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Toxicol Appl Pharmacol. 1996 Oct;140(2):364-9.

Eptastigmine-phosphotriesterase combination in DFP intoxication.

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Department of Physiology, University of Kuopio, Finland.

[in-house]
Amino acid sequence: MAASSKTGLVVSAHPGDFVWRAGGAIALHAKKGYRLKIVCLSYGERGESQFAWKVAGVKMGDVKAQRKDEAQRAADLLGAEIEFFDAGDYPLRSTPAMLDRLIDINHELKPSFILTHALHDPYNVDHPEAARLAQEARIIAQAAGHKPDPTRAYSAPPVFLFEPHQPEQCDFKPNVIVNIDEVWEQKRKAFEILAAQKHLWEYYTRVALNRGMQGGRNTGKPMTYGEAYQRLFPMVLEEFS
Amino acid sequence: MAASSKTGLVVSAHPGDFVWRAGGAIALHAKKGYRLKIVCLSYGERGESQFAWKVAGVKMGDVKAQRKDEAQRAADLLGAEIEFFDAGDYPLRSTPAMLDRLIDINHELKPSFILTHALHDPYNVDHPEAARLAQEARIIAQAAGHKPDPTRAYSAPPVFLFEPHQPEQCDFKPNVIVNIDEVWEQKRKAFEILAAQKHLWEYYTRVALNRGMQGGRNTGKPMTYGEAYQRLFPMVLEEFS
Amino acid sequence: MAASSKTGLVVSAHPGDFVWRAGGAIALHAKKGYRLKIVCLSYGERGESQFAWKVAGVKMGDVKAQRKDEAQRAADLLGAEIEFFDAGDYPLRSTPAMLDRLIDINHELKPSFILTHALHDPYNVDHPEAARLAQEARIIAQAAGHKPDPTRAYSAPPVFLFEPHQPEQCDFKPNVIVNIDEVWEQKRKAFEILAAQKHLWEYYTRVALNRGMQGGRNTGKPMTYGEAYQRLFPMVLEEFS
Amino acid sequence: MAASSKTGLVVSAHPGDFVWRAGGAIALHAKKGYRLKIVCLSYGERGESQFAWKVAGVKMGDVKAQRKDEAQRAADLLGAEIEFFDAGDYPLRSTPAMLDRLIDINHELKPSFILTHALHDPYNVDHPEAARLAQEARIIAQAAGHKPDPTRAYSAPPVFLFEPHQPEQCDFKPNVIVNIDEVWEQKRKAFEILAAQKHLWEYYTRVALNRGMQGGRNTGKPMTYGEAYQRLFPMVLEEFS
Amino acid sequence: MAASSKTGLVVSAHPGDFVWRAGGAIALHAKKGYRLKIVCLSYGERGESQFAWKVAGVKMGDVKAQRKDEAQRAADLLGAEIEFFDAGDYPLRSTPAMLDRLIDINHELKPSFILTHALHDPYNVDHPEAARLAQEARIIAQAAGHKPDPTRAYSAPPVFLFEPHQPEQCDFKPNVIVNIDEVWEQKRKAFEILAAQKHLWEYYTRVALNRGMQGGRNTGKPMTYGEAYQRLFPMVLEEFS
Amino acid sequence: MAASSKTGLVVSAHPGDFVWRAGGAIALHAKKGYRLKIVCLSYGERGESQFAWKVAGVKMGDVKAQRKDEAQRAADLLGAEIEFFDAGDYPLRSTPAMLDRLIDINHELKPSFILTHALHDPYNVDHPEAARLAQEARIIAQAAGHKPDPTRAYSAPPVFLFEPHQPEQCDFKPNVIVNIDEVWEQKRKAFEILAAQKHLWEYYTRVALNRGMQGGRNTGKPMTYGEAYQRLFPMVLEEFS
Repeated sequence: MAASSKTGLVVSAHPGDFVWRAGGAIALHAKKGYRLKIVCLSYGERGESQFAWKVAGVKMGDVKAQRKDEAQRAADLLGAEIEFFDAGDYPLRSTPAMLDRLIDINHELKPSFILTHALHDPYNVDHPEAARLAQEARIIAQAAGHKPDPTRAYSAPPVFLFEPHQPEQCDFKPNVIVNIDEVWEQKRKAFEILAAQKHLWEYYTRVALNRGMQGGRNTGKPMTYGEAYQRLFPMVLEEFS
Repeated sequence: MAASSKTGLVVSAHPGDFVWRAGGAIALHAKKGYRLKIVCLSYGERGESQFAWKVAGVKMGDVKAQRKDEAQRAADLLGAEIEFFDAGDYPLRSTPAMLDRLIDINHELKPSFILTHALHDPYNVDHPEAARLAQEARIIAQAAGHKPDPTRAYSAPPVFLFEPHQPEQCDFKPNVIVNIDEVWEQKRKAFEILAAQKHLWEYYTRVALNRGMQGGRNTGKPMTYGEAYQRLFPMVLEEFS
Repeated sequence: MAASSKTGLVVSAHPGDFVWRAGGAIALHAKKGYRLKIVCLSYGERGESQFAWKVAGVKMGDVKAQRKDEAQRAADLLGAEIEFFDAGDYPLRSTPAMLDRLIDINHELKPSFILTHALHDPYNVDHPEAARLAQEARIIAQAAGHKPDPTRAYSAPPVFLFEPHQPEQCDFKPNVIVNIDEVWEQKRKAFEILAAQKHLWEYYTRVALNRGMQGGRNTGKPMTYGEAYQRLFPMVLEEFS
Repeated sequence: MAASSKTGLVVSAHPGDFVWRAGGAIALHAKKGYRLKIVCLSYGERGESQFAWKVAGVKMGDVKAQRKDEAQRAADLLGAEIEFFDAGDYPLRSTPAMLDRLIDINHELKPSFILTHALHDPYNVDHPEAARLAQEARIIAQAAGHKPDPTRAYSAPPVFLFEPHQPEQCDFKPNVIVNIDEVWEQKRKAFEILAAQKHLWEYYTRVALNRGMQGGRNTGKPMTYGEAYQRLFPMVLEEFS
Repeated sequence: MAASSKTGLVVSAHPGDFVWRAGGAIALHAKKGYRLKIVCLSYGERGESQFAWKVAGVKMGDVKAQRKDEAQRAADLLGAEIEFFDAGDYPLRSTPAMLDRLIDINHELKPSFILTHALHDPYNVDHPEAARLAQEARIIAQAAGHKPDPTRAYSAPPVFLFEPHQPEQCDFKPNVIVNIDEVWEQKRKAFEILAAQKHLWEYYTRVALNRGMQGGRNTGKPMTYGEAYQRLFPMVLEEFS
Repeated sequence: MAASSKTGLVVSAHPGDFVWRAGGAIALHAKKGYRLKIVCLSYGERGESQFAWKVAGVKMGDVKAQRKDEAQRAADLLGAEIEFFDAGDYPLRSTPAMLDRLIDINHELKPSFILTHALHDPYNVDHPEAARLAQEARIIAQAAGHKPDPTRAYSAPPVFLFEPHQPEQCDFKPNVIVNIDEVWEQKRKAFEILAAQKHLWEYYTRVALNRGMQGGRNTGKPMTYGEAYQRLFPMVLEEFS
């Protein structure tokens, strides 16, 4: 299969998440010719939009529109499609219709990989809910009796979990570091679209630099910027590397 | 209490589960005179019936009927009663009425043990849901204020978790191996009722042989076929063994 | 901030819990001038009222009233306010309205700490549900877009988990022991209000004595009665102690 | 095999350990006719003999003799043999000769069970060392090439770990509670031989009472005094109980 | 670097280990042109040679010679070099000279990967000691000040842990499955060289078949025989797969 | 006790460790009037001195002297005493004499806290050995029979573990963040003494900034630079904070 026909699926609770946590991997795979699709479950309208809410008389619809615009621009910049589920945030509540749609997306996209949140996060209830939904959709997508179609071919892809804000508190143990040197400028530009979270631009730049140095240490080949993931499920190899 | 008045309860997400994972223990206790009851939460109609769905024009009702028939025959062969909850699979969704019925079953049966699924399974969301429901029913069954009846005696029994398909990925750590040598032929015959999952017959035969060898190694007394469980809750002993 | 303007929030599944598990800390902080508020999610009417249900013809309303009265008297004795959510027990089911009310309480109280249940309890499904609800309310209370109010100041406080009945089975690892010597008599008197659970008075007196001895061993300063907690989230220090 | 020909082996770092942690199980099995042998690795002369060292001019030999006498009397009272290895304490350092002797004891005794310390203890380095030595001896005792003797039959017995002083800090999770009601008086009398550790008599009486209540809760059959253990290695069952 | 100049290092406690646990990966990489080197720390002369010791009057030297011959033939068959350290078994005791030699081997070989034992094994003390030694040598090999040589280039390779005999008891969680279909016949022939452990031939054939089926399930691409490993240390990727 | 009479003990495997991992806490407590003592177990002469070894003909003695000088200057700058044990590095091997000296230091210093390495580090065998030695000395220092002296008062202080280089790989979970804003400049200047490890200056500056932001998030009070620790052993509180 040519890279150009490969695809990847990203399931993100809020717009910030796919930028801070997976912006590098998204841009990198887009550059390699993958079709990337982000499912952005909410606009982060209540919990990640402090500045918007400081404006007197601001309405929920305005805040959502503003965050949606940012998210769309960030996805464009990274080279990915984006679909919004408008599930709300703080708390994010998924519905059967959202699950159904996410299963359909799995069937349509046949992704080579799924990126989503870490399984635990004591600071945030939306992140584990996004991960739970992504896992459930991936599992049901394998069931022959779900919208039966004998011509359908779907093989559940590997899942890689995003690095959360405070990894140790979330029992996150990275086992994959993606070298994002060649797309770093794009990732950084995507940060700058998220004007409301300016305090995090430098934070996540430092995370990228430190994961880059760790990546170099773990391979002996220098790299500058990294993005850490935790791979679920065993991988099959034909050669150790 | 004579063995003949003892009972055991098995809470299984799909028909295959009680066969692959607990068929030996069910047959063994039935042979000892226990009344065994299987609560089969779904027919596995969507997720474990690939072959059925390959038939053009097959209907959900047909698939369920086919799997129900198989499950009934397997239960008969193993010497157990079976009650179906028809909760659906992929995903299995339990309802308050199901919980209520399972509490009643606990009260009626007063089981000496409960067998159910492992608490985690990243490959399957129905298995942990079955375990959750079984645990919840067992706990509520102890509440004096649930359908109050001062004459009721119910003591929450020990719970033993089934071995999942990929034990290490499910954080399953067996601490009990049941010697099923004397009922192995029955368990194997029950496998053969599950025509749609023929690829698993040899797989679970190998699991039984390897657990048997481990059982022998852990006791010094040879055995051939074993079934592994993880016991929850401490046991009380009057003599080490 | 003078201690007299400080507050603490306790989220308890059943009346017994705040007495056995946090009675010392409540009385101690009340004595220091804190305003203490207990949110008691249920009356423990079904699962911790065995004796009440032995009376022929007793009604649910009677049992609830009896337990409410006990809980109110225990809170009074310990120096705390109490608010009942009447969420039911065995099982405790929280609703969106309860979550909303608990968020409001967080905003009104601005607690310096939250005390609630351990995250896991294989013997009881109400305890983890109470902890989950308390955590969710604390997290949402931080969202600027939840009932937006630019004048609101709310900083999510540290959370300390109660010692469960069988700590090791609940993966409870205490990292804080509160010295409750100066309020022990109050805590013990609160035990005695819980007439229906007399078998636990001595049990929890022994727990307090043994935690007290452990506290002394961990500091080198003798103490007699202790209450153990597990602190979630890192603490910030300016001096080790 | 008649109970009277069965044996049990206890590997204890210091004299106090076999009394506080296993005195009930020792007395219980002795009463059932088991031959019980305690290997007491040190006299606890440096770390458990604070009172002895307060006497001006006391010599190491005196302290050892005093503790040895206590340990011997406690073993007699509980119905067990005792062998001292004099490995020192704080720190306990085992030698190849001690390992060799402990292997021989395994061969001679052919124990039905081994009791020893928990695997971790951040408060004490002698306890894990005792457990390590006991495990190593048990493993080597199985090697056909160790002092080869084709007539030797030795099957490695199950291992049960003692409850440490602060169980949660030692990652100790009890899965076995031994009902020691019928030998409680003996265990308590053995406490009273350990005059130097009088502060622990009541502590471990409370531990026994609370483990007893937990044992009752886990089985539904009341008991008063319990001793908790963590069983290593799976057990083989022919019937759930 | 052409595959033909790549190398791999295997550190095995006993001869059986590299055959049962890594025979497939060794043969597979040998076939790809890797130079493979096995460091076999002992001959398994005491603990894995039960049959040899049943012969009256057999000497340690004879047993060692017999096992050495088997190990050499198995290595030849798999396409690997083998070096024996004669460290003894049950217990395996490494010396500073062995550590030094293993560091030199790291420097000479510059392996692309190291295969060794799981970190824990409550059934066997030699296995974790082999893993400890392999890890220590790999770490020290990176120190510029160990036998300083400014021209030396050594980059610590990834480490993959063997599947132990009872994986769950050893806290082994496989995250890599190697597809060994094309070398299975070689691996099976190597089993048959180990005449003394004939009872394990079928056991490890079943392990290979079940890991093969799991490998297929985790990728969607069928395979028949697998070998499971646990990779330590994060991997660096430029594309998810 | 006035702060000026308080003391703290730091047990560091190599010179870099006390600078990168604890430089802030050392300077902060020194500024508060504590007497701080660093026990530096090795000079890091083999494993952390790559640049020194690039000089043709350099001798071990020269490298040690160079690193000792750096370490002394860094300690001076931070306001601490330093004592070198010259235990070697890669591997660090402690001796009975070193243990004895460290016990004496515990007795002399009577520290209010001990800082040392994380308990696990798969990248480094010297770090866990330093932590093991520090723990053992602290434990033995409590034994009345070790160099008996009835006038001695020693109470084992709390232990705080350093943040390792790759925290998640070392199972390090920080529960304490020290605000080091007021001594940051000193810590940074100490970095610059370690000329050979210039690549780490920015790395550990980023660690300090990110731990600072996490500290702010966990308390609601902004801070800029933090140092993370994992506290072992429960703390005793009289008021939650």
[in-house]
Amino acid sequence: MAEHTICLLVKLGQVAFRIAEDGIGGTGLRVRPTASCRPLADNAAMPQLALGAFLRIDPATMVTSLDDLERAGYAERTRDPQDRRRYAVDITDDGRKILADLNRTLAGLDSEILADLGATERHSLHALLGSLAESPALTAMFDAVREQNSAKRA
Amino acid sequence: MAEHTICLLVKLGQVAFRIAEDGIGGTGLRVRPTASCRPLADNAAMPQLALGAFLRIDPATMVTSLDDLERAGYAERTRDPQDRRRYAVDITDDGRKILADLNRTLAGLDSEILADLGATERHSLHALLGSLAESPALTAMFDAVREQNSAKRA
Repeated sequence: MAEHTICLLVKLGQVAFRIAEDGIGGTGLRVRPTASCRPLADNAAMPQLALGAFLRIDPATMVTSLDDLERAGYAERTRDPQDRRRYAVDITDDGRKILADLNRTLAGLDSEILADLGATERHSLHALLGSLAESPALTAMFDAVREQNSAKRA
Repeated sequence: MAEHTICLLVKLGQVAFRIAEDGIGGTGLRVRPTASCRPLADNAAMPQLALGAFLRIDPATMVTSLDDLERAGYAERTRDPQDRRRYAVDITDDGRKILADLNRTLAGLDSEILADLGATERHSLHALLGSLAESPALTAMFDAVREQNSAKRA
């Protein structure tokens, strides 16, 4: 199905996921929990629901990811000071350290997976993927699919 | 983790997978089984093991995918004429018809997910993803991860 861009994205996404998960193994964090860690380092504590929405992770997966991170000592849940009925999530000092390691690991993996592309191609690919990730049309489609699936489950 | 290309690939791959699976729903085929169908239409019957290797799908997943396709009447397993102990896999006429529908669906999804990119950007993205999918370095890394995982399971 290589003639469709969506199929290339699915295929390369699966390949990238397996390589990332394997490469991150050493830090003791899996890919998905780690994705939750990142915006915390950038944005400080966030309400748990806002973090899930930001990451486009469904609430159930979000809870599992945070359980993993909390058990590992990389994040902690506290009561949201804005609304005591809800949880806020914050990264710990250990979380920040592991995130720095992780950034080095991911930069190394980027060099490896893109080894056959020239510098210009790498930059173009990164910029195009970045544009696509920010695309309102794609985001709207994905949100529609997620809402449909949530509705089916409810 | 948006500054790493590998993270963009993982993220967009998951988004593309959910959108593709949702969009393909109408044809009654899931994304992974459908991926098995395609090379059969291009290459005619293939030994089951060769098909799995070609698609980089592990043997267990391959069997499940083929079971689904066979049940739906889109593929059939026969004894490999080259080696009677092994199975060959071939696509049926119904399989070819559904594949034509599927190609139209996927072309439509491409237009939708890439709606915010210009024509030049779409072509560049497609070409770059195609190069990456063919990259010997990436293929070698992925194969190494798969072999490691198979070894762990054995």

A novel therapy against organophosphate exposure, the combination of a carbamate eptastigmine and an organophosphate hydrolase (phosphotriesterase) was studied in mice against diisopropylfluorophosphate (DFP) (1.75 mg/kg) exposure. Mice received eptastigmine (0.9 mg/kg; iv) 10 min prior to the ip injection of DFP. Phosphotriesterase (83 U/g body weight) was injected iv 10 min after DFP. Eptastigmine (1.5 mg/kg; iv) inhibited the acetylcholinesterase activities in brain and erythrocytes for a longer time than physostigmine. Eptastigmine caused only minor changes in the behavior and activity of the animals, whereas physostigmine clearly reduced their activity for about 30 min. The eptastigmine pretreatment clearly supplemented the protective effect of phosphotriesterase against DFP: the plasma butyrylcholinesterase activity was doubled and the activity recovered faster than in animals treated with phosphotriesterase alone. In lung, butyrylcholinesterase activity was initially lower after eptastigmine-phosphotriesterase than phosphotriesterase treatment alone. However, the activity returned 24 hr later to normal in eptastigmine-phosphotriesterase-treated groups. With phosphotriesterase only, it recovered only to 75% of the control level. Presumably eptastigmine, by preventing the binding of DFP to cholinesterases, caused an elevation of free DFP levels in body fluids and promoted phosphotriesterase hydrolysis of DFP.

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